If a party continues to do the same thing over and over again and expect a different result, it is doomed to failure. Unfortunately, while the left flank of the party is genuinely working the base, I see too much status quo from the Democratic Party Establishment.
Many continue to spend an inordinate amount of time on Trump the man and Trump, the Russian stooge. It is effectively the same strategy that lost Democrats the electoral college.
Obama faults Republicans for Trump but misses the part we had control of, the Democratic Party Establishment
President Obama gave a speech in Columbus Ohio a few weeks before the election that was powerful yet in retrospect ineffective to many of the Trump voters. The video above includes the most striking snippets. After pointing out the reality that Trump is the encapsulation of all the venom and misinformation the Republicans have been spewing for decades, President Obama said the following.
“If your only organizing principle has been to block progress,” Obama continued. “And block what we tried to do to help the American people every step of the way? So you are not even consistent anymore. You claim the mantle of the party of family values. And this is the guy you nominate? And stand by and endorse and campaign with? Until finally at the eleventh hour, you withdraw your nomination? You don’t get credit for that.”
President Obama also said he blamed those in the know within the Republican Party more so than the citizens who would support Trump. By that same token, President Obama, Hillary Clinton, and the Democratic Party Establishment should be introspective as well.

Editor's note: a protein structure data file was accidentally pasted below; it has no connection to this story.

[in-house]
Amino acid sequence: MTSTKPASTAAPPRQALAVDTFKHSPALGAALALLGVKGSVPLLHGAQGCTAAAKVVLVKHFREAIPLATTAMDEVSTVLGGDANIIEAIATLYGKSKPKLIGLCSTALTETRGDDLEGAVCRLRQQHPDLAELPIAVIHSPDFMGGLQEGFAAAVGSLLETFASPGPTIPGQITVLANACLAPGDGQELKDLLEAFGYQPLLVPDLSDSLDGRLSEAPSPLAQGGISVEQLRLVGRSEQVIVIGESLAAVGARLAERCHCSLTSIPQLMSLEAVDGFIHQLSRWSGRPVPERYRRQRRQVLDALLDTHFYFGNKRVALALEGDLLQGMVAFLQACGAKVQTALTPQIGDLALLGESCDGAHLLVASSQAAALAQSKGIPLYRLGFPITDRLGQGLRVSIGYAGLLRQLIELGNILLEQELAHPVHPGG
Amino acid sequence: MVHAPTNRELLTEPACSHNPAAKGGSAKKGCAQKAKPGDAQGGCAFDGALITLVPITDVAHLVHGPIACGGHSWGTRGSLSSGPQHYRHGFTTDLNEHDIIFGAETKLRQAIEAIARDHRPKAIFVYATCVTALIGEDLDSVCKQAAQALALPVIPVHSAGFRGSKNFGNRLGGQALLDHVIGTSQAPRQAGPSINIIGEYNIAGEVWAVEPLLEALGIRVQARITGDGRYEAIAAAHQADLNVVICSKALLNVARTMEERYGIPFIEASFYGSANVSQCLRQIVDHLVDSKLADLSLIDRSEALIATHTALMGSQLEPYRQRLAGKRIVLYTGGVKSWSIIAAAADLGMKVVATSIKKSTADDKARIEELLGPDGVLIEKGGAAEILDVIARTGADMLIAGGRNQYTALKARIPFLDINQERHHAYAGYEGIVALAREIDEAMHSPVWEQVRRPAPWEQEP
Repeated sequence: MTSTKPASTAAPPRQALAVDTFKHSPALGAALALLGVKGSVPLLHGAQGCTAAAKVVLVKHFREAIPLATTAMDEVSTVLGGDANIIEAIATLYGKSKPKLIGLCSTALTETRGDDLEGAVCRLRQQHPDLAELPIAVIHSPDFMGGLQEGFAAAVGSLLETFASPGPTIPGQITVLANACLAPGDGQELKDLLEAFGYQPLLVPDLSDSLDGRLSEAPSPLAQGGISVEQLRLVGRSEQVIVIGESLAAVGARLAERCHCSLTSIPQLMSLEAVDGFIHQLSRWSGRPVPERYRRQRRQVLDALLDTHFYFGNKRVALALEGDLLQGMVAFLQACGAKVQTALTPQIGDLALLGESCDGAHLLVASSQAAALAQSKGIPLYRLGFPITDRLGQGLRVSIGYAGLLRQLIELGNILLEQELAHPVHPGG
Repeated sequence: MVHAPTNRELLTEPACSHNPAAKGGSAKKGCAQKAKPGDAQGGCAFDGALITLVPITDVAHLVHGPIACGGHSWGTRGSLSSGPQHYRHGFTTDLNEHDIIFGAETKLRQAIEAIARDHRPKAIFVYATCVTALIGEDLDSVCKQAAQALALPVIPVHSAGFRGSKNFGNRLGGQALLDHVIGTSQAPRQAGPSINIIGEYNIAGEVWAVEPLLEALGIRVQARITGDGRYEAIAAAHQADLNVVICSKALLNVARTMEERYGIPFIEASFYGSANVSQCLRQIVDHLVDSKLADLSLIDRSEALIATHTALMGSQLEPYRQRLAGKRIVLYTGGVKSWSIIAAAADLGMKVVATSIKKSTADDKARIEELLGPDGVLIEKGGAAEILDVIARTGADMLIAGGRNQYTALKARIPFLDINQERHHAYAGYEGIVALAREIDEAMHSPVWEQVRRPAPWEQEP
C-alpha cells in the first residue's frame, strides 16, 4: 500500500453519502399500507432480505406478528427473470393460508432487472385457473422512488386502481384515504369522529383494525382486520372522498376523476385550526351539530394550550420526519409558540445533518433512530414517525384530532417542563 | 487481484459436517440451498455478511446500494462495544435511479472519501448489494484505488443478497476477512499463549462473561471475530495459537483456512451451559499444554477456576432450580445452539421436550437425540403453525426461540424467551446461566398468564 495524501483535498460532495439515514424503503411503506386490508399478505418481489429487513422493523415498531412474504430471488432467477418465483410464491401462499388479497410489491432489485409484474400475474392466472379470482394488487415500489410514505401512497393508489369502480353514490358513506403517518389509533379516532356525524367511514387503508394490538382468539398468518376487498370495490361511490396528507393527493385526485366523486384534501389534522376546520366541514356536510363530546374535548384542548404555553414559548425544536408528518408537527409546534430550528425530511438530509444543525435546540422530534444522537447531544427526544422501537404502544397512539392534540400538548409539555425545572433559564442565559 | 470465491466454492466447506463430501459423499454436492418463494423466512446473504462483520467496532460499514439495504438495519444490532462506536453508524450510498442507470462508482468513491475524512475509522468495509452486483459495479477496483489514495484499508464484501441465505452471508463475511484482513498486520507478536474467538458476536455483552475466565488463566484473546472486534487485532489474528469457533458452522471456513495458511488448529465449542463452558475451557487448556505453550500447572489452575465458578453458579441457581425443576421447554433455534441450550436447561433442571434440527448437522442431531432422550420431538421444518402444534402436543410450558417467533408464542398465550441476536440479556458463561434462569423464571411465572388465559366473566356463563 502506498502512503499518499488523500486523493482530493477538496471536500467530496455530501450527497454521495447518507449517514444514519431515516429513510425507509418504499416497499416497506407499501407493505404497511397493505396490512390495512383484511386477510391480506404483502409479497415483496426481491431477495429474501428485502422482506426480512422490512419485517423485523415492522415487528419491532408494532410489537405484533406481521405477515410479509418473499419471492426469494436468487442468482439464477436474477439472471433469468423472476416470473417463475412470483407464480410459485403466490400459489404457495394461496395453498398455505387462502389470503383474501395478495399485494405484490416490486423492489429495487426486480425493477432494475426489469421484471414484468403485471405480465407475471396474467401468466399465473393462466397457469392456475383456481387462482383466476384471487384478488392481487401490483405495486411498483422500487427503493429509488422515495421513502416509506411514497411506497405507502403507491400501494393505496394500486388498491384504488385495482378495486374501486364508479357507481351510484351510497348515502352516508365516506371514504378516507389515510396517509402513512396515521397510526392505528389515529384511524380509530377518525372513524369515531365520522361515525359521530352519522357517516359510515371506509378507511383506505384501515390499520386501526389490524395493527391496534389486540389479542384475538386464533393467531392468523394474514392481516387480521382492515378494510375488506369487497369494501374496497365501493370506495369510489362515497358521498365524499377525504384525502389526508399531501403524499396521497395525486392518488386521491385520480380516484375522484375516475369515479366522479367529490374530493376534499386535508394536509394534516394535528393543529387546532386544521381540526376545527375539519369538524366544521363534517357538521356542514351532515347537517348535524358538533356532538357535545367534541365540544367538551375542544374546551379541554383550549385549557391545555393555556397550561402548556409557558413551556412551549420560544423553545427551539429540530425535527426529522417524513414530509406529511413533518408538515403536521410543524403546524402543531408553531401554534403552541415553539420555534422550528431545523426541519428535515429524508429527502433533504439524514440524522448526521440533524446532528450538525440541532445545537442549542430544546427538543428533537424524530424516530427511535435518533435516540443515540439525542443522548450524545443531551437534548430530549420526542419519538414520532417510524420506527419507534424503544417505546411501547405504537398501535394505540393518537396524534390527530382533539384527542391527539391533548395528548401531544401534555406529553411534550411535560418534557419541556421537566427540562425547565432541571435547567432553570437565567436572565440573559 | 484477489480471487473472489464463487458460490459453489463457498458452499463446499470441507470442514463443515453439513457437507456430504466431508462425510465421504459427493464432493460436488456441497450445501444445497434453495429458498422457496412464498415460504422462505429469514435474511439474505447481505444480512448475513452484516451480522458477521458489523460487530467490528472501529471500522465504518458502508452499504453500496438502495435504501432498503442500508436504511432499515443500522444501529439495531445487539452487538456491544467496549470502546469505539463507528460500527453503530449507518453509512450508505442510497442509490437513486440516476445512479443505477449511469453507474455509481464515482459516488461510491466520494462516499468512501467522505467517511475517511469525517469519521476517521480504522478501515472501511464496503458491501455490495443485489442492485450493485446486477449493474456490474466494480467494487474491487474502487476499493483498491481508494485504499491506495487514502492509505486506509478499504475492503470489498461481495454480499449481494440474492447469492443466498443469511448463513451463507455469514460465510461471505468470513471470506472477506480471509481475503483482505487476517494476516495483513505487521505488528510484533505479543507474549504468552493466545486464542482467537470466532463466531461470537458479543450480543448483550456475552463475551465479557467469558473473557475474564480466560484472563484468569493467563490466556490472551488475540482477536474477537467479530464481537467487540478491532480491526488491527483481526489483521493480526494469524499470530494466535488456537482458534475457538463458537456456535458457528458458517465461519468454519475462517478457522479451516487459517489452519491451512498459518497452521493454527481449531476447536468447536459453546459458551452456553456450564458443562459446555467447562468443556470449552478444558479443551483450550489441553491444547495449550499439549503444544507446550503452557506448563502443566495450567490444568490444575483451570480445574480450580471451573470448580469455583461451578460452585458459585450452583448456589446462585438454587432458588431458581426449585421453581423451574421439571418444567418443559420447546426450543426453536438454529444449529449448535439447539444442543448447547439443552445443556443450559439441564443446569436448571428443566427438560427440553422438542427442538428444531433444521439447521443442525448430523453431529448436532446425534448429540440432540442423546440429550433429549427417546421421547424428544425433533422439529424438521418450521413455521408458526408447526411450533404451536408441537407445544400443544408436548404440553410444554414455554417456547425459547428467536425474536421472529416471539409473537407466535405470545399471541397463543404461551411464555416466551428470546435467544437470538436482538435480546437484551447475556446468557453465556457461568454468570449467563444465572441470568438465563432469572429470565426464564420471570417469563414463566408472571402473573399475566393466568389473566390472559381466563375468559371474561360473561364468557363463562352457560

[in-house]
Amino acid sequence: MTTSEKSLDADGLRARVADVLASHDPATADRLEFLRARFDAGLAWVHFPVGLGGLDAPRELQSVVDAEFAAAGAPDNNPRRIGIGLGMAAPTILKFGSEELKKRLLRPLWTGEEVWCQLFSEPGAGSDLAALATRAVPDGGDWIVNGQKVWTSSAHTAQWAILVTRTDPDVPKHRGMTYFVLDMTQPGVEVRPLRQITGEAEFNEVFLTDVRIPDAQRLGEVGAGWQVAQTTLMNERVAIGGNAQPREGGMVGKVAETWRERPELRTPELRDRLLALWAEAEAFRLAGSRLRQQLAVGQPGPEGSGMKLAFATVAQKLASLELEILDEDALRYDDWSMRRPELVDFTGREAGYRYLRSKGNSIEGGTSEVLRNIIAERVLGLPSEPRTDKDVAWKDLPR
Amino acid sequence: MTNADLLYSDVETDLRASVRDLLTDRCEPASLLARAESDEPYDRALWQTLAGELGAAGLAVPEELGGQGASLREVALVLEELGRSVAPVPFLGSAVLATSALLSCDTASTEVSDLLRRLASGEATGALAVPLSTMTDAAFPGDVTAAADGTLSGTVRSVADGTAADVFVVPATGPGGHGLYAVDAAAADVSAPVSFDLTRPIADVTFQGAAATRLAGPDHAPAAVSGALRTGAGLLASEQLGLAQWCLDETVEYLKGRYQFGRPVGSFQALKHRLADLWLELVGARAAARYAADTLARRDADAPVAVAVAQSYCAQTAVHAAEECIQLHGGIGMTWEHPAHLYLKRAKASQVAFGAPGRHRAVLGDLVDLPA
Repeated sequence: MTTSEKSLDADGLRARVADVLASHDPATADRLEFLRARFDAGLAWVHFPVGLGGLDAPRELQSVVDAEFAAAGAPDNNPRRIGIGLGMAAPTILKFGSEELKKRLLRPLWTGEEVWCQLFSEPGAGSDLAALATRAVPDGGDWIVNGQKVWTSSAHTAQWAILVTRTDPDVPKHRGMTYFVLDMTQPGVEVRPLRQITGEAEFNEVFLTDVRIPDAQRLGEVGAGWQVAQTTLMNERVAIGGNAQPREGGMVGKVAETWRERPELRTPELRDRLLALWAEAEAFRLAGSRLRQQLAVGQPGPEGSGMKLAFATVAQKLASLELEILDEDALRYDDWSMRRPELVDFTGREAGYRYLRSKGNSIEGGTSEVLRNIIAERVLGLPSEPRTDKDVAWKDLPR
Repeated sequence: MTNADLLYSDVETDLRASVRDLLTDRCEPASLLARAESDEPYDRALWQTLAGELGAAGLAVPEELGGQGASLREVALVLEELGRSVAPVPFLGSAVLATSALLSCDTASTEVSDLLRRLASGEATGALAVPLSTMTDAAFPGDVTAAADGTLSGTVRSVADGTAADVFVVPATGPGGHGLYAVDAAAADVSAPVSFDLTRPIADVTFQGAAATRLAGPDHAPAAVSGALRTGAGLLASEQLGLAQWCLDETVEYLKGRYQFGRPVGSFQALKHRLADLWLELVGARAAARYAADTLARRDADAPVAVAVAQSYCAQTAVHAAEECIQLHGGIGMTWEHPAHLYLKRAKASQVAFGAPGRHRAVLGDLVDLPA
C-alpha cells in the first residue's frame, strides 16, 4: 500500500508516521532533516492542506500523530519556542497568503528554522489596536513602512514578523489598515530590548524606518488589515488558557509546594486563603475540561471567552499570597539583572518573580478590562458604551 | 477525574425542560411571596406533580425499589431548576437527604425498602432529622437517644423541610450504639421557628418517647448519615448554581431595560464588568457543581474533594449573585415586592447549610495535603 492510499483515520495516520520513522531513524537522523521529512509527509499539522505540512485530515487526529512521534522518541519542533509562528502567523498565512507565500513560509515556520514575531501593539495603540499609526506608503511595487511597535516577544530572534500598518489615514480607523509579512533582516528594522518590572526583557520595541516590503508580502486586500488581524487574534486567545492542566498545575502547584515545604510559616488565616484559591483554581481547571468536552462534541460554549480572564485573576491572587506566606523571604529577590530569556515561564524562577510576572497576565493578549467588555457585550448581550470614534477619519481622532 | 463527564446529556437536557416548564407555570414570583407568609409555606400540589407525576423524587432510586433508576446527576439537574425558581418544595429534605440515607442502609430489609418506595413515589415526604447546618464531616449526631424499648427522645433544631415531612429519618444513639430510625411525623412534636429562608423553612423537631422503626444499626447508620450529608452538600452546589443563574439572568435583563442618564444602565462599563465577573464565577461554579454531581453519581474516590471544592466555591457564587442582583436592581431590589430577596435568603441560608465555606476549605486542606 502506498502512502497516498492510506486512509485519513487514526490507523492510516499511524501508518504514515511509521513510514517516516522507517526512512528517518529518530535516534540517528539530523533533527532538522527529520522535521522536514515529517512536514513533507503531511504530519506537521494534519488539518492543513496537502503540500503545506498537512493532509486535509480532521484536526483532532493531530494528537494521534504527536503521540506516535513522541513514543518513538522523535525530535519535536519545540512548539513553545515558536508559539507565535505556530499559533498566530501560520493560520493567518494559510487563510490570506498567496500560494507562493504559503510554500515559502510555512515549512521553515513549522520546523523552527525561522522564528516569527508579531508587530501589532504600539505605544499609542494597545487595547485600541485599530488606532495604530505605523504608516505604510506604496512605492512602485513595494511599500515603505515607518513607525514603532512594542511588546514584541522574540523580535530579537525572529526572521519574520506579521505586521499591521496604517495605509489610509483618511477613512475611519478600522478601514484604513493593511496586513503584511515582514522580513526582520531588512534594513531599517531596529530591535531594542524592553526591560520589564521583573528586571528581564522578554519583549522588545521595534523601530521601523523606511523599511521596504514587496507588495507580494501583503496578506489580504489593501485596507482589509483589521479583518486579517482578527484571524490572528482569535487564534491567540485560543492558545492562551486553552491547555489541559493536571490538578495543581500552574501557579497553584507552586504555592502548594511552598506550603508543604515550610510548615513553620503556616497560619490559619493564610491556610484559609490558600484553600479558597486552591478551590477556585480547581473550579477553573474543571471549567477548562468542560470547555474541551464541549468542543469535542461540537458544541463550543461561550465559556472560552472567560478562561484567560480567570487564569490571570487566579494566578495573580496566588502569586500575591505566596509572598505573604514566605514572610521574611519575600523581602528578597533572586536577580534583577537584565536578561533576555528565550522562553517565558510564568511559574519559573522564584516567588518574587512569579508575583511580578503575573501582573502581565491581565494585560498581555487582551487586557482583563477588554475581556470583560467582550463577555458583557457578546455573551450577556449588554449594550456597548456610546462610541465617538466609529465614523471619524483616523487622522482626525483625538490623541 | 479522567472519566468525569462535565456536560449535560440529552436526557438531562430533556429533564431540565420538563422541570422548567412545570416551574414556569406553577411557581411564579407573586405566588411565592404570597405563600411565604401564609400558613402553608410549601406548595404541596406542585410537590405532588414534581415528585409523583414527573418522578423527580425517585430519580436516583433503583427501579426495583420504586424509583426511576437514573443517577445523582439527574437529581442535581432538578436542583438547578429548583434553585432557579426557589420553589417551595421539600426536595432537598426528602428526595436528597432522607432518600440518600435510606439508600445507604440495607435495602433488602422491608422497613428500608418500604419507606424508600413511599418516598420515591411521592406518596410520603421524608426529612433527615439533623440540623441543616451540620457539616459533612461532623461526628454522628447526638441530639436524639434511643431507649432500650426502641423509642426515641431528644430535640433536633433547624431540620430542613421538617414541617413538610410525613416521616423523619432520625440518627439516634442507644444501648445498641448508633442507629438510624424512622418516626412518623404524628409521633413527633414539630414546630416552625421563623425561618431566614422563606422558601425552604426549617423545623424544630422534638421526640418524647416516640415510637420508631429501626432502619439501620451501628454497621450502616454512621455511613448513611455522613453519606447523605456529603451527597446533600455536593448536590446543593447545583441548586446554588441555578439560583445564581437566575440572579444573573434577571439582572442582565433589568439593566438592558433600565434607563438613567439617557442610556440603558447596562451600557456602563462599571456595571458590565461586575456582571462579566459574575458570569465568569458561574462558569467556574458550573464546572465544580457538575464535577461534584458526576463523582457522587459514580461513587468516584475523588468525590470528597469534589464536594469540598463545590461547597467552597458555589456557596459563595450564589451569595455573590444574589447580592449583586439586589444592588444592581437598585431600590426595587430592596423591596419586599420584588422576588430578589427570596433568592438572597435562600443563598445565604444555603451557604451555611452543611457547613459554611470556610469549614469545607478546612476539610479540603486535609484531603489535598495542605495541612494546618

Since President Obama’s election, we have seen the decimation of the Democratic Party throughout the individual states. For all practical purposes, the leadership remains the same. Is that not equivalent to rewarding failure? It is clear that the old timers refuse to relinquish power that would allow new blood and the growth of a succession bench. Why? They likely do it because they know that those in line would be more progressive and less entertaining of the party’s full embrace of neoliberalism with just a side order of progressivity.
The day after Trump’s election Naomi Klein, author of “No Is Not Enough: Resisting Trump’s Shock Politics and Winning the World We Need” wrote an eye-opening piece titled “It was the Democrats’ embrace of neoliberalism that won it for Trump” in the Guadian that still holds true.
They will blame James Comey and the FBI. They will blame voter suppression and racism. They will blame Bernie or bust and misogyny. They will blame third parties and independent candidates. They will blame the corporate media for giving him the platform, social media for being a bullhorn, and WikiLeaks for airing the laundry.
But this leaves out the force most responsible for creating the nightmare in which we now find ourselves wide awake: neoliberalism. That worldview – fully embodied by Hillary Clinton and her machine – is no match for Trump-style extremism. The decision to run one against the other is what sealed our fate. If we learn nothing else, can we please learn from that mistake?
Here is what we need to understand: a hell of a lot of people are in pain. Under neoliberal policies of deregulation, privatization, austerity and corporate trade, their living standards have declined precipitously. They have lost jobs. They have lost pensions. They have lost much of the safety net that used to make these losses less frightening. They see a future for their kids even worse than their precarious present.